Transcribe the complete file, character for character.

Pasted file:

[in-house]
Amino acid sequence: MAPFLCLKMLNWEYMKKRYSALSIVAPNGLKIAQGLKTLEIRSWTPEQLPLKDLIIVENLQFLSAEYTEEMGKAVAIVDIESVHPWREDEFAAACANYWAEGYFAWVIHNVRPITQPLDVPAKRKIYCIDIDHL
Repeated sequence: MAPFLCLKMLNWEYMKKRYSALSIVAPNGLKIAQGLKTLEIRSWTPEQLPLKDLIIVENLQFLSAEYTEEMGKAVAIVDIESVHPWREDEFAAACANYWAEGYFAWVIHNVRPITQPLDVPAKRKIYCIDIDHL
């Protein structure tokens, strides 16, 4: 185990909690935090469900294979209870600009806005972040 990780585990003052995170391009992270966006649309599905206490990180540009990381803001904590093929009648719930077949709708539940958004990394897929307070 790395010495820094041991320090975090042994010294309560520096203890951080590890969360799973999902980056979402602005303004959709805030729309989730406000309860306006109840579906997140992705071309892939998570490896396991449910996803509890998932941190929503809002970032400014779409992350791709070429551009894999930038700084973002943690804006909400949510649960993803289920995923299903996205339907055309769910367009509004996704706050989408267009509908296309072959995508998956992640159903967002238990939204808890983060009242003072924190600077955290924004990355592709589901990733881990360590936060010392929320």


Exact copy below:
[in-house]
Amino acid sequence: MAPFLCLKMLNWEYMKKRYSALSIVAPNGLKIAQGLKTLEIRSWTPEQLPLKDLIIVENLQFLSAEYTEEMGKAVAIVDIESVHPWREDEFAAACANYWAEGYFAWVIHNVRPITQPLDVPAKRKIYCIDIDHL
Repeated sequence: MAPFLCLKMLNWEYMKKRYSALSIVAPNGLKIAQGLKTLEIRSWTPEQLPLKDLIIVENLQFLSAEYTEEMGKAVAIVDIESVHPWREDEFAAACANYWAEGYFAWVIHNVRPITQPLDVPAKRKIYCIDIDHL
């Protein structure tokens, strides 16, 4: 185990909690935090469900294979209870600009806005972040 990780585990003052995170391009992270966006649309599905206490990180540009990381803001904590093929009648719930077949709708539940958004990394897929307070 790395010495820094041991320090975090042994010294309560520096203890951080590890969360799973999902980056979402602005303004959709805030729309989730406000309860306006109840579906997140992705071309892939998570490896396991449910996803509890998932941190929503809002970032400014779409992350791709070429551009894999930038700084973002943690804006909400949510649960993803289920995923299903996205339907055309769910367009509004996704706050989408267009509908296309072959995508998956992640159903967002238990939204808890983060009242003072924190600077955290924004990355592709589901990733881990360590936060010392929320």